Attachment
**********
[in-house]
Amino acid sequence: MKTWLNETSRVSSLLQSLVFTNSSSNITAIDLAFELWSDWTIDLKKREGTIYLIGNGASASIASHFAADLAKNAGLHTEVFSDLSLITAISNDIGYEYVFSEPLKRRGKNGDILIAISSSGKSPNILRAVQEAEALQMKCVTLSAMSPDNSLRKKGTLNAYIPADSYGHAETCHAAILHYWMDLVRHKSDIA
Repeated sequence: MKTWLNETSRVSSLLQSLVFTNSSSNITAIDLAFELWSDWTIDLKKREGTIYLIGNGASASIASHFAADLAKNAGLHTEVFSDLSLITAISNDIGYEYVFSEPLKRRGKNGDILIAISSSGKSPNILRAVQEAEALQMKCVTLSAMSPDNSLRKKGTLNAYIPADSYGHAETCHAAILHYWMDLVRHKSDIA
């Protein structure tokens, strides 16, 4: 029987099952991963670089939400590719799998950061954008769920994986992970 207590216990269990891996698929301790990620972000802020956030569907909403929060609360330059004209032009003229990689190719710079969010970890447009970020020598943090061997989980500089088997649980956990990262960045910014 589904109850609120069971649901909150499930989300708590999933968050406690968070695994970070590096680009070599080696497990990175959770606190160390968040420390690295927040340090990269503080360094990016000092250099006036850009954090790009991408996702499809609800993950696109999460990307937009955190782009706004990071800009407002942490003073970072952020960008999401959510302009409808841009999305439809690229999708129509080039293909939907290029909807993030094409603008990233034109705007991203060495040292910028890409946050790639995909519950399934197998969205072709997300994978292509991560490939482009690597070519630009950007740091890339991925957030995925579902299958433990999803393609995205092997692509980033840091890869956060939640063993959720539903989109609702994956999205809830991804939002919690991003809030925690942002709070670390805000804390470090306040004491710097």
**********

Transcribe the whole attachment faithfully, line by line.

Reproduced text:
[in-house]
Amino acid sequence: MKTWLNETSRVSSLLQSLVFTNSSSNITAIDLAFELWSDWTIDLKKREGTIYLIGNGASASIASHFAADLAKNAGLHTEVFSDLSLITAISNDIGYEYVFSEPLKRRGKNGDILIAISSSGKSPNILRAVQEAEALQMKCVTLSAMSPDNSLRKKGTLNAYIPADSYGHAETCHAAILHYWMDLVRHKSDIA
Repeated sequence: MKTWLNETSRVSSLLQSLVFTNSSSNITAIDLAFELWSDWTIDLKKREGTIYLIGNGASASIASHFAADLAKNAGLHTEVFSDLSLITAISNDIGYEYVFSEPLKRRGKNGDILIAISSSGKSPNILRAVQEAEALQMKCVTLSAMSPDNSLRKKGTLNAYIPADSYGHAETCHAAILHYWMDLVRHKSDIA
């Protein structure tokens, strides 16, 4: 029987099952991963670089939400590719799998950061954008769920994986992970 207590216990269990891996698929301790990620972000802020956030569907909403929060609360330059004209032009003229990689190719710079969010970890447009970020020598943090061997989980500089088997649980956990990262960045910014 589904109850609120069971649901909150499930989300708590999933968050406690968070695994970070590096680009070599080696497990990175959770606190160390968040420390690295927040340090990269503080360094990016000092250099006036850009954090790009991408996702499809609800993950696109999460990307937009955190782009706004990071800009407002942490003073970072952020960008999401959510302009409808841009999305439809690229999708129509080039293909939907290029909807993030094409603008990233034109705007991203060495040292910028890409946050790639995909519950399934197998969205072709997300994978292509991560490939482009690597070519630009950007740091890339991925957030995925579902299958433990999803393609995205092997692509980033840091890869956060939640063993959720539903989109609702994956999205809830991804939002919690991003809030925690942002709070670390805000804390470090306040004491710097």